Philippine Airlines (PAL) sees profit after bankruptcy exit
18:10, 4 January 2022
Philippine Airlines (PAL) is starting the new year fresh, with new ownership and less debt.
The Filipino national carrier emerged from US bankruptcy protection on 31 December as a reorganised company with over $2.0bn (£1.5bn) in permanent balance sheet reductions from existing creditors. The company is also seeing improvements in critical operational agreements and additional liquidity including a $505m investment in long-term equity and debt financing from the airline’s majority shareholder.
PAL has the option of obtaining up to $150m in additional financing from new investors as well.
Majority ownership of the airline was transferred to bankruptcy lenders, who received 79.5% of the stock in the reorganised company, according to a court document.
Better routes, fewer planes
The airline was able to optimise its routes and restructure its fleet while in bankruptcy,
Following its restructuring, PAL is exiting unprofitable markets and flying only those routes that are, or can be made, profitable, while selectively increasing regional capacity in targeted growth markets.
PAL will return 21 surplus aircraft to lessors and lenders, thereby reducing its pre-bankruptcy fleet of 98 aircraft by 23%, lowering operating lease payments by $1.8bn and shedding $250m of bank debt.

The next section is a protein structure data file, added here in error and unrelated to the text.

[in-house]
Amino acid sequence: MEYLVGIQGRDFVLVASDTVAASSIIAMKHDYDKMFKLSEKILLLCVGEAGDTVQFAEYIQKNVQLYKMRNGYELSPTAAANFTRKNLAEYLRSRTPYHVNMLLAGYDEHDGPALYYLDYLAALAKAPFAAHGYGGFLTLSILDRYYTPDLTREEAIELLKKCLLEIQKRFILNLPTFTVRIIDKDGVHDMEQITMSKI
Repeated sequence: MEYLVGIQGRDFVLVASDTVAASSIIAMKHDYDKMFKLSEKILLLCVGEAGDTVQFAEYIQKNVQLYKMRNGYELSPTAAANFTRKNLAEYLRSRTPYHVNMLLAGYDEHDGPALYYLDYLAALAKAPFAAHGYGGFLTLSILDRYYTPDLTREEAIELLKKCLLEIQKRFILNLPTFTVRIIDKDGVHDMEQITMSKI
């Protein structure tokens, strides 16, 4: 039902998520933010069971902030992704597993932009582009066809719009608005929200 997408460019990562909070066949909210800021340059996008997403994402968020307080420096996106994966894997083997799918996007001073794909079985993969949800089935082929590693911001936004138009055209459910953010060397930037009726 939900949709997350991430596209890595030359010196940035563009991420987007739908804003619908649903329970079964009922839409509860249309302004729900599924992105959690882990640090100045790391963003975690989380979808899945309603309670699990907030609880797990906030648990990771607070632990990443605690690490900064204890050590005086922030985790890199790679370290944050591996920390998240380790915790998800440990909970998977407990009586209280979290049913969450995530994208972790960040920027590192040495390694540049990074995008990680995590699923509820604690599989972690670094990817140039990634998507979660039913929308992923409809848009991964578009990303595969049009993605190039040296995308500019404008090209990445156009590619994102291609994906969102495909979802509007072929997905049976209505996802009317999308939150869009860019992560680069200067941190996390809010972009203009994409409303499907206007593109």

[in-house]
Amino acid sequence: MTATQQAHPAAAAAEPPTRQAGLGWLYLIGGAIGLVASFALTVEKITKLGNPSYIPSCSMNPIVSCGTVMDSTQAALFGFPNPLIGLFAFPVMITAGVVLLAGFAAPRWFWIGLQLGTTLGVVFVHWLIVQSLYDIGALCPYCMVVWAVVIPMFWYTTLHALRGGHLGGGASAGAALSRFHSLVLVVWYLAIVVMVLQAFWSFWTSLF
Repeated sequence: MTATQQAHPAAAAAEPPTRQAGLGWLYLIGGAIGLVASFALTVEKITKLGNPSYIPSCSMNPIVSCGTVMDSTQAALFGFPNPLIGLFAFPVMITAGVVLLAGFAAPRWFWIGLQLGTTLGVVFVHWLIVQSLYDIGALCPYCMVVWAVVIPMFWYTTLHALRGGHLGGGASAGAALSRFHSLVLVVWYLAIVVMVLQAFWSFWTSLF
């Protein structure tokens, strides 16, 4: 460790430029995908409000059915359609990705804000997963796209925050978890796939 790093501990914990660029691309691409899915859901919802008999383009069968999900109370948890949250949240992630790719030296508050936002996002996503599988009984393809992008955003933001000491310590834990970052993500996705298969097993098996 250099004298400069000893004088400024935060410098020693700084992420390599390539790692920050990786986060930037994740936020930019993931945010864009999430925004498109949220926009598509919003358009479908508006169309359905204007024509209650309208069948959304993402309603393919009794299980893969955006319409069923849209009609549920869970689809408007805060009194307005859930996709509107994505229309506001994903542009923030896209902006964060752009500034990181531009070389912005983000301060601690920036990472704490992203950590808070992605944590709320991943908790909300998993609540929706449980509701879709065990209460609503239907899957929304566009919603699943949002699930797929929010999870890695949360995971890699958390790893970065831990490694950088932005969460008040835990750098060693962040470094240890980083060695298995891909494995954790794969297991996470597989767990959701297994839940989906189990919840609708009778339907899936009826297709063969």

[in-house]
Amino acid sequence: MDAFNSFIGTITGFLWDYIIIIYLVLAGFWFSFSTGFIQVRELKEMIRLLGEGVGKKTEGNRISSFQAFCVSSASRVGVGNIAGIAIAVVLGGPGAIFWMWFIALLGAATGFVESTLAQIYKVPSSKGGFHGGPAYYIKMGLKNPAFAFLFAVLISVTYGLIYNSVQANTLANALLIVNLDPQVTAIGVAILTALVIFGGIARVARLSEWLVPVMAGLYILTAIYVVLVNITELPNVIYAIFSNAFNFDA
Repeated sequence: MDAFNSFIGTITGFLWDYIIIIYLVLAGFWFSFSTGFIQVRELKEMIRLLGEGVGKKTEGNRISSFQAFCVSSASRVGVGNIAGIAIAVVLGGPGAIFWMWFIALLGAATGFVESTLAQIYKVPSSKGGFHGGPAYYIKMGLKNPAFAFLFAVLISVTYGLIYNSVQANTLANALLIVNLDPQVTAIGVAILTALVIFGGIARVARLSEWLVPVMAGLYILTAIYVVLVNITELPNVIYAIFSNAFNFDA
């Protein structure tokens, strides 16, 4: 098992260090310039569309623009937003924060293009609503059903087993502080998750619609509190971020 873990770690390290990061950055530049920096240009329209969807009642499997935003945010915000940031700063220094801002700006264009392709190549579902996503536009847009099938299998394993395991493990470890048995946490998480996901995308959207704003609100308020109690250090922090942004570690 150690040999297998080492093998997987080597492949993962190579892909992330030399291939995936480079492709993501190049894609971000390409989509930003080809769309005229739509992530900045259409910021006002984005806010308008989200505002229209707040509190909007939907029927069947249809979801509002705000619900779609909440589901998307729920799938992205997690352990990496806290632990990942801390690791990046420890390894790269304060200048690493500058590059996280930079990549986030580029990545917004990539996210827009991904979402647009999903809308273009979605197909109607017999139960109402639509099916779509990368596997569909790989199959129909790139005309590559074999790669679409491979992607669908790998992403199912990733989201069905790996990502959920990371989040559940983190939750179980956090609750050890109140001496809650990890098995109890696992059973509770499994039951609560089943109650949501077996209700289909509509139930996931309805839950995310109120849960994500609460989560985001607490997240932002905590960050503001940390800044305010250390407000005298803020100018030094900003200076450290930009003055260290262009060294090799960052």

The airline expects to generate operating income of $220m in 2022 and $364m in 2023. Based on the projections and available data, earnings before interest, taxes, depreciation, amortization and restructuring/rent costs (EBITDAR) margins are expected to improve from 2% in 2020 to 7% in 2021 and by as much as 27% in 2025.
Grounded by Covid-19
The carrier filed for Chapter 11 bankruptcy on 3 September 2021 in New York after the prolonged impact of Covid-19 rendered PAL unable to generate sufficient cash to fully meet its financial obligations.
PAL halted all commercial operations on 17 March 2020, resulting in the loss of $2bn in previously forecast revenue for 2020 and $370m of refunds.
The airline furloughed over 30% of its workforce in January 2021 and launched several cash-generating and cost-saving measures to improve liquidity before entering a consensual bankruptcy restructuring plan with primary aircraft lessors and lenders, original equipment manufacturers and maintenance, repair and overhaul service providers, as well as certain funded debt lenders.
Philippine Airlines was the only party included in the bankruptcy filing. The air carrier’s parent PAL Holdings and PAL Holdings subsidiary Air Philippines, known as PAL Express, did not file for bankruptcy.
Read more: Philippine Airlines files Chapter 11 bankruptcy in US court